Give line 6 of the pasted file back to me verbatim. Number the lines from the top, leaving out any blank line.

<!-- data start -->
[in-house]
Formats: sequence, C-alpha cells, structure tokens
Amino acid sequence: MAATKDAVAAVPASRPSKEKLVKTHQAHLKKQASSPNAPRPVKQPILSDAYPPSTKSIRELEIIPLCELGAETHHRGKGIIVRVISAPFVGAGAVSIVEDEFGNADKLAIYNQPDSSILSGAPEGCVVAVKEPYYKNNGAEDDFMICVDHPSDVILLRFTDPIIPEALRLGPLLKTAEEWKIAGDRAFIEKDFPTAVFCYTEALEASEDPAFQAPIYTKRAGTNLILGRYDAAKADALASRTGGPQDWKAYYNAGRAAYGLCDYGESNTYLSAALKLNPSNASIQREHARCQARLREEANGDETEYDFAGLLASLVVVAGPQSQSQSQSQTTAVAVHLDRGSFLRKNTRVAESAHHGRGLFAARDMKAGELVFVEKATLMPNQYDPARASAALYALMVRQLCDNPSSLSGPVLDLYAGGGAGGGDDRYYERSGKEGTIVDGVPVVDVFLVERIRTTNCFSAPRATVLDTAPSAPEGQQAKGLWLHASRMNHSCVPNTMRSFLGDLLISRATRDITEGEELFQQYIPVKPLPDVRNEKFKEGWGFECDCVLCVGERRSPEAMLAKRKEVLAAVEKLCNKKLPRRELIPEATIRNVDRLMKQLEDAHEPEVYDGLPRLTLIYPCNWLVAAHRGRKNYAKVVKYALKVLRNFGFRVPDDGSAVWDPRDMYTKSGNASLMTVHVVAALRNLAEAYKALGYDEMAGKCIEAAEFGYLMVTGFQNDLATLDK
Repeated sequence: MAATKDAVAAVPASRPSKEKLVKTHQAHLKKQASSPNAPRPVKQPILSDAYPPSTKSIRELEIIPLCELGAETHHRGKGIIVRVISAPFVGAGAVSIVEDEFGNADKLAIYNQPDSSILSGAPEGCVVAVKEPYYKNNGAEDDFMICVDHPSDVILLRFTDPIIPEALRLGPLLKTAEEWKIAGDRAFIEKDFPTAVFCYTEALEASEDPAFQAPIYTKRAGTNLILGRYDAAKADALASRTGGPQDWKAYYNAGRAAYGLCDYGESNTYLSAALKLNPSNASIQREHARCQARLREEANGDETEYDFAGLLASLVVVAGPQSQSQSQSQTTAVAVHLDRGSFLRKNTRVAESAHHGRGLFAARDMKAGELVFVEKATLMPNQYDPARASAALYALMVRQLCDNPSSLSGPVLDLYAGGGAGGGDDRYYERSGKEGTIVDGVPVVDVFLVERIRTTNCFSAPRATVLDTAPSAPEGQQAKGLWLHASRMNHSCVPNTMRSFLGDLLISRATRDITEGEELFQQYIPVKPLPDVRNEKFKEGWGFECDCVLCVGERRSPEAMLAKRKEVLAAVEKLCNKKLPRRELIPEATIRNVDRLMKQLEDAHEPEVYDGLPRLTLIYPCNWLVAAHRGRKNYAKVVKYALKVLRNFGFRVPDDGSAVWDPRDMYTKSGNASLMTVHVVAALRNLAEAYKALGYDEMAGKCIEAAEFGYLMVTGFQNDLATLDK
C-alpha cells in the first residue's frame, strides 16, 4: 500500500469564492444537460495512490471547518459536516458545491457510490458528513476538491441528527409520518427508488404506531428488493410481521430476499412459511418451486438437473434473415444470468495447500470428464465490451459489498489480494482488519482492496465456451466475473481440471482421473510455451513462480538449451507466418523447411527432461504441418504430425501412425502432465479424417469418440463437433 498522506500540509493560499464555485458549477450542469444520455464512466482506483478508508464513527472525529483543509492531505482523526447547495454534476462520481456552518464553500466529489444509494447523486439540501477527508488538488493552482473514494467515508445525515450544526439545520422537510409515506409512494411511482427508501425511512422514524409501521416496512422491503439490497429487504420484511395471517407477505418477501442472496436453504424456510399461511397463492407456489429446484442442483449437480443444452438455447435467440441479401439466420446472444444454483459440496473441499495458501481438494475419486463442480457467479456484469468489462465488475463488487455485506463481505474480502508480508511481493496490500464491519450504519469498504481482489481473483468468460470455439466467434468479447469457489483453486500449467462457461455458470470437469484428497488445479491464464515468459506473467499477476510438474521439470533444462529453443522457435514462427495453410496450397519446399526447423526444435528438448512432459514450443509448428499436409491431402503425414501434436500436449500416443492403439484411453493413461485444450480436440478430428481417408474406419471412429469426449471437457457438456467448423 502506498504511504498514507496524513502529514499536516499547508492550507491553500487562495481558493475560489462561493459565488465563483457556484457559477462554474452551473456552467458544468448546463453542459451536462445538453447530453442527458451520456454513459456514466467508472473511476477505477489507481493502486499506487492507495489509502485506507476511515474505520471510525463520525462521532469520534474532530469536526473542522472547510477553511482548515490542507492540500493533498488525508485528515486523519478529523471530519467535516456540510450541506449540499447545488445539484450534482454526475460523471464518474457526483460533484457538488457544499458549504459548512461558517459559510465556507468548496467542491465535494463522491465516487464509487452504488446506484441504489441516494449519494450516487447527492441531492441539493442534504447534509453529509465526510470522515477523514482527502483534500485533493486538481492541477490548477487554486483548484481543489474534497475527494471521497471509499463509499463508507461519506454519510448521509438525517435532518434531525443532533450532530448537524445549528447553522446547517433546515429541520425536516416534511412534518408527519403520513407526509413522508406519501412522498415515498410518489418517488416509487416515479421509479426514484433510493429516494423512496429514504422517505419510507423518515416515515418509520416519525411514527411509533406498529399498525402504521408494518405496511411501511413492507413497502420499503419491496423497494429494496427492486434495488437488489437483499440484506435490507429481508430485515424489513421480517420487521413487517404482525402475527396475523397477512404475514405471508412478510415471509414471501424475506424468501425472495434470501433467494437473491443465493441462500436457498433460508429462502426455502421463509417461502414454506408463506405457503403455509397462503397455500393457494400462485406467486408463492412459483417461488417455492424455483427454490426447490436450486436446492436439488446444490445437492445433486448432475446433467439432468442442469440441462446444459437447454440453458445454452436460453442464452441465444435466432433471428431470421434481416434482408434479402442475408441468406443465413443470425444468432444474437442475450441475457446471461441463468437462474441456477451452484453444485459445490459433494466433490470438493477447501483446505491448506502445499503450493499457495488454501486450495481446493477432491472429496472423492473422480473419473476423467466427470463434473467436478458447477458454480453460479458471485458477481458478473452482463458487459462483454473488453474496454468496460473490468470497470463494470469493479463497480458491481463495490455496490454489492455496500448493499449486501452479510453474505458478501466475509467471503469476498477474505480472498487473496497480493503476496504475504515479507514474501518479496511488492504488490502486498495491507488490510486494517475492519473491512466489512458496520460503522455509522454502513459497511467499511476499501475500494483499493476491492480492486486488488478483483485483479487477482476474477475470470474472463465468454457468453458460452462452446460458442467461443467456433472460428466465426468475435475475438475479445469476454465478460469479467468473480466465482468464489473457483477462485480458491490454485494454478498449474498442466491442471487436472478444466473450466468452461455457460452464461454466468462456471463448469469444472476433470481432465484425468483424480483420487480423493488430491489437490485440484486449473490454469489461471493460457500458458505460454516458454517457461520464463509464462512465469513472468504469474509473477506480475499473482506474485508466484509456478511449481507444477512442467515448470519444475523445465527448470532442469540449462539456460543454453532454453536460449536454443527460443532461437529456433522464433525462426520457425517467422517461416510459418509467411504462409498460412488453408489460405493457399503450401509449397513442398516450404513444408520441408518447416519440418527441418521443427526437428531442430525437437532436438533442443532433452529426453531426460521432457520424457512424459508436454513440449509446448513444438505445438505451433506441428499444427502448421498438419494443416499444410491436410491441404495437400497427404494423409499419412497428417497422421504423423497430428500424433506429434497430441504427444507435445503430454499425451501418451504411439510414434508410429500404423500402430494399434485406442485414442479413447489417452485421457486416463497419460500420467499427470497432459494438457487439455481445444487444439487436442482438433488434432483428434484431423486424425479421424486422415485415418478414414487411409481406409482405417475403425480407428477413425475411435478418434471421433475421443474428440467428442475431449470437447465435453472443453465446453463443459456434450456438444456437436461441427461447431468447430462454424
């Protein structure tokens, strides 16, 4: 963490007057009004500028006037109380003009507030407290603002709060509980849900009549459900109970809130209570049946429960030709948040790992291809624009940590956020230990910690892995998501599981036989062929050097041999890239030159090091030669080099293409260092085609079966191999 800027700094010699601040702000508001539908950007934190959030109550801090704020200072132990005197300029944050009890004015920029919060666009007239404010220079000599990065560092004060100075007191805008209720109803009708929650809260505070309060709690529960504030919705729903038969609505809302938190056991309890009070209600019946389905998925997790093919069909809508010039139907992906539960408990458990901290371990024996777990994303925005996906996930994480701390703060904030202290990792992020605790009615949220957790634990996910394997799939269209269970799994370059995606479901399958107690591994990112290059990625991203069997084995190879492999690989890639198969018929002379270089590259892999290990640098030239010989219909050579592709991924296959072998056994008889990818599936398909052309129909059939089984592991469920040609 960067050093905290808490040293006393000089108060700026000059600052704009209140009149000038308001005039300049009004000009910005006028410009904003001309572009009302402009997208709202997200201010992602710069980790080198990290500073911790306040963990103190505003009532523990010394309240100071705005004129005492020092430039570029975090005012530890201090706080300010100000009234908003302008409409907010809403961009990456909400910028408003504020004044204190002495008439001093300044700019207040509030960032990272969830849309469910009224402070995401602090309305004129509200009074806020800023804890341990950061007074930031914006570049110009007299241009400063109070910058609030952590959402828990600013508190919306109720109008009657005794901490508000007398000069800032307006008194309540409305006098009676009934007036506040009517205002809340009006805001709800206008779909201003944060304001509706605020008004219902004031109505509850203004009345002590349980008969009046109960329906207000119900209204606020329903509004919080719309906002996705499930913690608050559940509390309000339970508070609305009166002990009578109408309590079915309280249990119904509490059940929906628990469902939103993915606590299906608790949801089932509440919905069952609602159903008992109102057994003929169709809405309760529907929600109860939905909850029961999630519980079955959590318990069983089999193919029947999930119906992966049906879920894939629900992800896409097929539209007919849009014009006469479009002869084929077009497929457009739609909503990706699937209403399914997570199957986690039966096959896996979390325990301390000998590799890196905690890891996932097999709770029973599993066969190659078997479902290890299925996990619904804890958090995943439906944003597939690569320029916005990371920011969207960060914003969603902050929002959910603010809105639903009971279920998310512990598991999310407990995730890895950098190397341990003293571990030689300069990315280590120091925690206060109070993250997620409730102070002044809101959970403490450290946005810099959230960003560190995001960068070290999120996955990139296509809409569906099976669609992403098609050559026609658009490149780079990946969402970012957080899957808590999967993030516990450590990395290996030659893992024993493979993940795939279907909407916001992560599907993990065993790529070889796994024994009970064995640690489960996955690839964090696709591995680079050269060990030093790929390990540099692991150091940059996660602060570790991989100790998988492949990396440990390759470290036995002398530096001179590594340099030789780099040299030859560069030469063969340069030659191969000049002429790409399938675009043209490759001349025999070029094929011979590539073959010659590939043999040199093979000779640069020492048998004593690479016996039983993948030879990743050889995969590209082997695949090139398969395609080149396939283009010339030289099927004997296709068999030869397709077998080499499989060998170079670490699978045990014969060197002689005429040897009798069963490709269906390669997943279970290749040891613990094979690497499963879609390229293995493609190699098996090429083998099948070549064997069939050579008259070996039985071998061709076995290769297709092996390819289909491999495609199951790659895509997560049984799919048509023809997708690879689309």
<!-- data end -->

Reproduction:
């Protein structure tokens, strides 16, 4: 963490007057009004500028006037109380003009507030407290603002709060509980849900009549459900109970809130209570049946429960030709948040790992291809624009940590956020230990910690892995998501599981036989062929050097041999890239030159090091030669080099293409260092085609079966191999 800027700094010699601040702000508001539908950007934190959030109550801090704020200072132990005197300029944050009890004015920029919060666009007239404010220079000599990065560092004060100075007191805008209720109803009708929650809260505070309060709690529960504030919705729903038969609505809302938190056991309890009070209600019946389905998925997790093919069909809508010039139907992906539960408990458990901290371990024996777990994303925005996906996930994480701390703060904030202290990792992020605790009615949220957790634990996910394997799939269209269970799994370059995606479901399958107690591994990112290059990625991203069997084995190879492999690989890639198969018929002379270089590259892999290990640098030239010989219909050579592709991924296959072998056994008889990818599936398909052309129909059939089984592991469920040609 960067050093905290808490040293006393000089108060700026000059600052704009209140009149000038308001005039300049009004000009910005006028410009904003001309572009009302402009997208709202997200201010992602710069980790080198990290500073911790306040963990103190505003009532523990010394309240100071705005004129005492020092430039570029975090005012530890201090706080300010100000009234908003302008409409907010809403961009990456909400910028408003504020004044204190002495008439001093300044700019207040509030960032990272969830849309469910009224402070995401602090309305004129509200009074806020800023804890341990950061007074930031914006570049110009007299241009400063109070910058609030952590959402828990600013508190919306109720109008009657005794901490508000007398000069800032307006008194309540409305006098009676009934007036506040009517205002809340009006805001709800206008779909201003944060304001509706605020008004219902004031109505509850203004009345002590349980008969009046109960329906207000119900209204606020329903509004919080719309906002996705499930913690608050559940509390309000339970508070609305009166002990009578109408309590079915309280249990119904509490059940929906628990469902939103993915606590299906608790949801089932509440919905069952609602159903008992109102057994003929169709809405309760529907929600109860939905909850029961999630519980079955959590318990069983089999193919029947999930119906992966049906879920894939629900992800896409097929539209007919849009014009006469479009002869084929077009497929457009739609909503990706699937209403399914997570199957986690039966096959896996979390325990301390000998590799890196905690890891996932097999709770029973599993066969190659078997479902290890299925996990619904804890958090995943439906944003597939690569320029916005990371920011969207960060914003969603902050929002959910603010809105639903009971279920998310512990598991999310407990995730890895950098190397341990003293571990030689300069990315280590120091925690206060109070993250997620409730102070002044809101959970403490450290946005810099959230960003560190995001960068070290999120996955990139296509809409569906099976669609992403098609050559026609658009490149780079990946969402970012957080899957808590999967993030516990450590990395290996030659893992024993493979993940795939279907909407916001992560599907993990065993790529070889796994024994009970064995640690489960996955690839964090696709591995680079050269060990030093790929390990540099692991150091940059996660602060570790991989100790998988492949990396440990390759470290036995002398530096001179590594340099030789780099040299030859560069030469063969340069030659191969000049002429790409399938675009043209490759001349025999070029094929011979590539073959010659590939043999040199093979000779640069020492048998004593690479016996039983993948030879990743050889995969590209082997695949090139398969395609080149396939283009010339030289099927004997296709068999030869397709077998080499499989060998170079670490699978045990014969060197002689005429040897009798069963490709269906390669997943279970290749040891613990094979690497499963879609390229293995493609190699098996090429083998099948070549064997069939050579008259070996039985071998061709076995290769297709092996390819289909491999495609199951790659895509997560049984799919048509023809997708690879689309």